Christopher Nolan’s Next Movie Lands at Universal – Hollywood Reporter

Christopher Nolan is moving to Universal for his next movie, The Hollywood Reporter has confirmed. After the director shopped the project around Hollywood, Universal has landed Nolan’s upcoming film, which is about World War II scientist J. Robert Oppenheimer, who is considered one of the fathers of the atom bomb. Sony, Paramount and Nolan’s longtime home, Warner Bros., were said to be talking about the project with the filmmaker as well.

Nearly all of Nolan’s films since 2002’s Insomnia have been released by Warner Bros., save for The Prestige (2006), which was distributed by Disney, and Interstellar (2014), which saw Warners and Paramount splitting up international and domestic rights, respectively.

The move comes after Nolan, a strong proponent of the theatrical experience, spoke out last year against Warner Bros.’ decision to send its 2021 slate day-and-date to HBO Max. “Some of our industry’s biggest filmmakers and most important movie stars went to bed the night before thinking they were working for the greatest movie studio and woke up to find out they were working for the worst streaming service,” Nolan said in a December statement to THR.  An exclusive theatrical release for his next project is of the utmost importance for the filmmaker.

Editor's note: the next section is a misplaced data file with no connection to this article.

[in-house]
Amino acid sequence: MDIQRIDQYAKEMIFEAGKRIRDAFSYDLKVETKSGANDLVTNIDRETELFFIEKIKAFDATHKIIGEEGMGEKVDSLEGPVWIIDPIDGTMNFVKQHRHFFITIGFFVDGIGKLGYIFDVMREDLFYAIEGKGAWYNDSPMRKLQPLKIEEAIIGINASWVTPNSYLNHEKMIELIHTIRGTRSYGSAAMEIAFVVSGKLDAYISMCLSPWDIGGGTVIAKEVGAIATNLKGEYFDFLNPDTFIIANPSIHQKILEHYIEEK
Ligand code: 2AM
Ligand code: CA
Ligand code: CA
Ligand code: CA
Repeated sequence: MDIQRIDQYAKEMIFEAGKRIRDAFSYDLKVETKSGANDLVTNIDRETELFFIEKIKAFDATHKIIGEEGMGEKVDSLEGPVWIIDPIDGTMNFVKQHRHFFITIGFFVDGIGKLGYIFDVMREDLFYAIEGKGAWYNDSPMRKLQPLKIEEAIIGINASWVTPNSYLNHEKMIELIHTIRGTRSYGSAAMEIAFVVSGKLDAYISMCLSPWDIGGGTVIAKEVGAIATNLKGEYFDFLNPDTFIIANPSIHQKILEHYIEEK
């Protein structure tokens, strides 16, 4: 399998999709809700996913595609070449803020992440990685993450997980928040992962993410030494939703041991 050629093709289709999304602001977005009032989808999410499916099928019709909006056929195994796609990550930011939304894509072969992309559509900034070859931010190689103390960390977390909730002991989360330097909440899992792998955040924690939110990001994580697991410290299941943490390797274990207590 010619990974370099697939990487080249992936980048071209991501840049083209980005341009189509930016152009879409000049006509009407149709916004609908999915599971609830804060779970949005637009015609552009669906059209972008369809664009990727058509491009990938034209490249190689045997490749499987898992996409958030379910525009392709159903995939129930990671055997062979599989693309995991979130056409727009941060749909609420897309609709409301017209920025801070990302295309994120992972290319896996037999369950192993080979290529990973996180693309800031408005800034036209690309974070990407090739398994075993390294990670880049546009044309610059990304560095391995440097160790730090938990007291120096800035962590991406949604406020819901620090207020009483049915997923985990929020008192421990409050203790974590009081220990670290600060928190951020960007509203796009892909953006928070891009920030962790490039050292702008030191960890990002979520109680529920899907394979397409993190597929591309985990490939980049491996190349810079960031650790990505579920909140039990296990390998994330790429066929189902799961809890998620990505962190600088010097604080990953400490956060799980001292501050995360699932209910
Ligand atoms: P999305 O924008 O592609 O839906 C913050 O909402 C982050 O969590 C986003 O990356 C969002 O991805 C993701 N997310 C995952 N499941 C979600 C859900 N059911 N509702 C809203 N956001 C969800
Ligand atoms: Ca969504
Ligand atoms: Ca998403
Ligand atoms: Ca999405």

Nolan, who generated box office billions with The Dark Knight trilogy (2005-12) and earned his first best director Oscar nomination for his previous World War II film, Dunkirk (2017), is one of the few directors who can secure big budgets for original ideas not based on IP. He was last in theaters with Tenet, which Warners released exclusively in theaters a year ago in the COVID-19 era, where it grossed just $58.4 million domestically with a theatrical landscape diminished by the pandemic. Tenet proved to be a bellwether for other tentpoles, as after muted box office, other studios responded by pushing films out of 2020. Tenet was not affected by Warners’ 2021 day-and-date move, nor would it have affected the Oppenheimer film had Nolan chosen to make it there.

Deadline first reported the news.